The supreme court has been adamant, however, that where a party brings a suit ostensibly to determine or protect rights but actually seeks monetary damages, sovereign immunity bars such a suit. IT-Davy, 74 S.W.3d at 856; Fed. Sign, 951 S.W.2d at 404; Dodgen, 308 S.W.2d at 841-42. That is because a suit for money damages attempts to control state action by imposing liability on the State. IT-Davy, 74 S.W.3d at 856. The supreme court has roundly condemned such actions, stating, “private parties cannot circumvent the State's sovereign immunity from suit by characterizing a suit for money damages, such as a contract dispute, as a declaratory judgment claim.” Id. Therefore, sovereign immunity is not waived for a request for declaratory relief that also seeks money damages and such a suit can only be maintained with legislative consent. Id. at 860; see also Fed. Sign, 951 S.W.2d at 405 (even if party did not need legislative consent to pursue a suit to determine its rights, it needed legislative consent to seek its requested money damages from the State; lacking consent, the case was properly dismissed for want of jurisdiction); Denver City Indep. Sch. Dist. v. Moses, 51 S.W.3d 386, 392 (Tex.App.-Amarillo 2001, no pet.)(declaratory judgment action that also sought restitution was a suit for money damages over which the trial court had no subject matter jurisdiction absent the State's consent to suit); TRST Corpus, Inc. v. Fin. Ctr., Inc., 9 S.W.3d 316, 323 (Tex.App.-Houston [14th Dist.] 1999, pet. denied)(a suit seeking a declaratory judgment of rights, money damages, and an order enforcing rights through injunction, judicial foreclosure, and/or constructive trust was a suit against the State for which sovereign immunity was not waived, and so could not be maintained without legislative permission).
The Burden on Plaintiffs
Accordingly, plaintiffs who sue the State under state law 15 must establish a waiver of sovereign immunity in order for the trial court to have jurisdiction, except where the suit is: (1) not actually a suit against the state, such as an ultra vires action or an action taken pursuant to an unconstitutional law, see Caldwell, 23 S.W.3d at 135-36; Bagg, 726 S.W.2d at 585-86; (2) does not seek to impose liability on the State, seek money damages against the State, or seek to control state action, as in a declaratory judgment suit, IT-Davy, 74 S.W.3d at 855; or (3) a suit alleging constitutional violations of a self-enacting state constitutional provision and seeking the appropriate relief provided by such provision. Steele, 603 S.W.2d at 791.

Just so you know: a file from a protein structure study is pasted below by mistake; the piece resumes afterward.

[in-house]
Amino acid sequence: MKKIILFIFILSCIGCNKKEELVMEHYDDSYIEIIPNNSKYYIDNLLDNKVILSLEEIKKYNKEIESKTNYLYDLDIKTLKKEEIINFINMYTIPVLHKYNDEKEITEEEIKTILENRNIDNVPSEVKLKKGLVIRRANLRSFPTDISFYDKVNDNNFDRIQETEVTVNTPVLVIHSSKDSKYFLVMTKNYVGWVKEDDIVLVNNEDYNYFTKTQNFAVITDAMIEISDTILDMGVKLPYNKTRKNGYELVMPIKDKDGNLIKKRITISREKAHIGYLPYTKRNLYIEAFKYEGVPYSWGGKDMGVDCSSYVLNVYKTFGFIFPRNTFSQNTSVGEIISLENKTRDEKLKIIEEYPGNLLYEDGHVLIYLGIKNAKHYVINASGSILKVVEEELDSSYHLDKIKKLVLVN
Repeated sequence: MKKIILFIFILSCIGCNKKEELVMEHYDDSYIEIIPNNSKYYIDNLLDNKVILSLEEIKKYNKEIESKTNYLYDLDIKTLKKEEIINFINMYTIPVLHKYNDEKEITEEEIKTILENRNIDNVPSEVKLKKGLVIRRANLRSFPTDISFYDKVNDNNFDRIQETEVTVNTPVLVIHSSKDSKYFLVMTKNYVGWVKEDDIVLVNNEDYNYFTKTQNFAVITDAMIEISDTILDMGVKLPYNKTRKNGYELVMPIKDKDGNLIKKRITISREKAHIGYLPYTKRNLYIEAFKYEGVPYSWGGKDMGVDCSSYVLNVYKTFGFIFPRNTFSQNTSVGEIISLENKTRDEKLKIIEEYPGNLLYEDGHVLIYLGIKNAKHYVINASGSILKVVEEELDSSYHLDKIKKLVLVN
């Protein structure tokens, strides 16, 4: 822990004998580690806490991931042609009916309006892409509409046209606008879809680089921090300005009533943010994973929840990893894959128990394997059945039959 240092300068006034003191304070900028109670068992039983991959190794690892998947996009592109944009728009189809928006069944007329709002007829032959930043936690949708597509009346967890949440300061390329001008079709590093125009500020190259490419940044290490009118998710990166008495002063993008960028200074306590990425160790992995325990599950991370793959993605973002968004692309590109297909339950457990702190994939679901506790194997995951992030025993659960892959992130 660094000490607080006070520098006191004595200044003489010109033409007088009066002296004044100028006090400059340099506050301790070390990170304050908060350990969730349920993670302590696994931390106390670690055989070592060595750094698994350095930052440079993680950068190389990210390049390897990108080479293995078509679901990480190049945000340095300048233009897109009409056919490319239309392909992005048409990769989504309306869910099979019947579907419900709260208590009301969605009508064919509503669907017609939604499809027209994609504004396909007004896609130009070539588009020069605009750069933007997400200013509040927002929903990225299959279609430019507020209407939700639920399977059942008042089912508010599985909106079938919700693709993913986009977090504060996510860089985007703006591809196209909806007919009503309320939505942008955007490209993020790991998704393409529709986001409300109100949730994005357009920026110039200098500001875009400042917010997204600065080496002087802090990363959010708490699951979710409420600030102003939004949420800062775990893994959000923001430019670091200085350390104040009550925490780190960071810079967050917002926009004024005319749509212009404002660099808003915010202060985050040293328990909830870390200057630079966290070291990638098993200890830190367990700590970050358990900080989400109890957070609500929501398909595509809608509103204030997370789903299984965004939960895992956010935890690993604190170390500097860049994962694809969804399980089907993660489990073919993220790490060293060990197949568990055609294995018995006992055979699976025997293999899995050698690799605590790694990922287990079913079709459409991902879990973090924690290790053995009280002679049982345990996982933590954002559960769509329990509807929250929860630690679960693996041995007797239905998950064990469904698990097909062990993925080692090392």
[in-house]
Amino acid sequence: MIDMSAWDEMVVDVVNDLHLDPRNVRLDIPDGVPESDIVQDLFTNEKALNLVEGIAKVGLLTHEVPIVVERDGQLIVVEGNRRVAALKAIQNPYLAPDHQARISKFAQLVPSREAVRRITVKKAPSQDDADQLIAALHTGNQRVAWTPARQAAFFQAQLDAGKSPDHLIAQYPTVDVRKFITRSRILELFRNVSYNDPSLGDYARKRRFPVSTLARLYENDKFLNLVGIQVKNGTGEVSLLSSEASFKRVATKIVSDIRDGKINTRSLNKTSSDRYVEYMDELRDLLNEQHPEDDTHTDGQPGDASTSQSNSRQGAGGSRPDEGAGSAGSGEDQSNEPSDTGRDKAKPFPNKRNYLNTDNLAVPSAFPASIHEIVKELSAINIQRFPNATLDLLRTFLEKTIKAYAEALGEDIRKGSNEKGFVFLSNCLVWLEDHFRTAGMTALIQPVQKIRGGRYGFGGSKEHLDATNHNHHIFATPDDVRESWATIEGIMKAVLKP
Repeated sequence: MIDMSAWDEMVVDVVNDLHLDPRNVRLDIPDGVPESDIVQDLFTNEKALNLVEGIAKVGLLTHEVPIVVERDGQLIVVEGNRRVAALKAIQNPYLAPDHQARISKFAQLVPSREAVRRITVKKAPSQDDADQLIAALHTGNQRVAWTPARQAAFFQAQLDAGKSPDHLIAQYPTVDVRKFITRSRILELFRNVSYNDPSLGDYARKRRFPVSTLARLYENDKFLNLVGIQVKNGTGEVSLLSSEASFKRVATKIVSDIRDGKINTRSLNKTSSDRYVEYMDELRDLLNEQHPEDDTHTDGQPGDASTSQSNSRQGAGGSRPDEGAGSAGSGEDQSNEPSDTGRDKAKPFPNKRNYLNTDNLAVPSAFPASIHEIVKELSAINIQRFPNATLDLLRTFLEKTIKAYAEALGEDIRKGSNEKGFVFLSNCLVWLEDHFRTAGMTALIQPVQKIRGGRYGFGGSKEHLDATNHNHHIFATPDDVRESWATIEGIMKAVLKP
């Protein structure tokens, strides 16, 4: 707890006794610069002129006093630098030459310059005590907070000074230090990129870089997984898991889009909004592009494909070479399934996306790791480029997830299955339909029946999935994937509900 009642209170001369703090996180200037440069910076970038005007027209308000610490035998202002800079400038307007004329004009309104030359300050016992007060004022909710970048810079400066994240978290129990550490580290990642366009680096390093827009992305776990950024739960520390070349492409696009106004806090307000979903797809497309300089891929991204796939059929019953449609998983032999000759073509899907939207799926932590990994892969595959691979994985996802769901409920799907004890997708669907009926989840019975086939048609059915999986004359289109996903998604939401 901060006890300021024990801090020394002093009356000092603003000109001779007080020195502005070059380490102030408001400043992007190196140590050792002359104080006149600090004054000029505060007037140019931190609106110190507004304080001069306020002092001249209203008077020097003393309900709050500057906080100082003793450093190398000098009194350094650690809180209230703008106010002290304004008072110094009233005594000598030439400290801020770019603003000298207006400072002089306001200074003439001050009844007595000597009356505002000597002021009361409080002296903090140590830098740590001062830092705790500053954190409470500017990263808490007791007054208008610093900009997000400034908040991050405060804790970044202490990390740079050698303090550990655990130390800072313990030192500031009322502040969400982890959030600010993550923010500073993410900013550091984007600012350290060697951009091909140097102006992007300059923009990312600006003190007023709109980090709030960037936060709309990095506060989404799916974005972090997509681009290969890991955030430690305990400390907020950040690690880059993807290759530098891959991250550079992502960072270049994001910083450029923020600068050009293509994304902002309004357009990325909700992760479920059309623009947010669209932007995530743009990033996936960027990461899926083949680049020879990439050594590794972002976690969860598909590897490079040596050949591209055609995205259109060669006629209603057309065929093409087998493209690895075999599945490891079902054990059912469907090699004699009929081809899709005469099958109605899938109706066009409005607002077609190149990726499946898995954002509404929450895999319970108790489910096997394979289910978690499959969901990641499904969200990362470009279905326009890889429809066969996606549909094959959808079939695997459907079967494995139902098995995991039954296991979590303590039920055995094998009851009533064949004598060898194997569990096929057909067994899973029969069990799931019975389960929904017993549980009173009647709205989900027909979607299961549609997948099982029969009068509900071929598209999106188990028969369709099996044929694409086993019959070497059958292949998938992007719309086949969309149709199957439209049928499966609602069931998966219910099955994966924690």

However, in all other state actions against the State, the plaintiff must: (1) allege legislative consent to such suit in his petition, either by reference to statute or express legislative permission, Jones, 8 S.W.3d at 638, unless a pleading of consent is not required for the particular type of action; 16 and (2) plead facts which fall within the scope of the waiver relied on, Miller, 51 S.W.3d at 587. Aside from certain exceptions,17 absent a pleading of consent in the petition, the trial court is without jurisdiction to hear the case. Missouri Pac. R.R. Co., 453 S.W.2d at 814; City of San Antonio v. Cortes, 5 S.W.3d 708, 711-12 (Tex.App.-San Antonio 1999, pet. denied); Tex. Parks & Wildlife Dep't. v. Garrett Place, 972 S.W.2d 140, 143 (Tex.App.-Dallas 1998, no pet.); Holder v. Mellon Mortgage Co., 954 S.W.2d 786, 804 (Tex.App.-Houston [14th Dist.] 1997), rev'd on other grounds, Mellon Mortgage Co. v. Holder, 5 S.W.3d 654 (Tex.1999). Moreover, even if consent is pled in the petition, or when no specific pleading of consent is required, a plaintiff must still plead facts in the petition that fall within the scope of the consent relied upon. Miller, 51 S.W.3d at 587.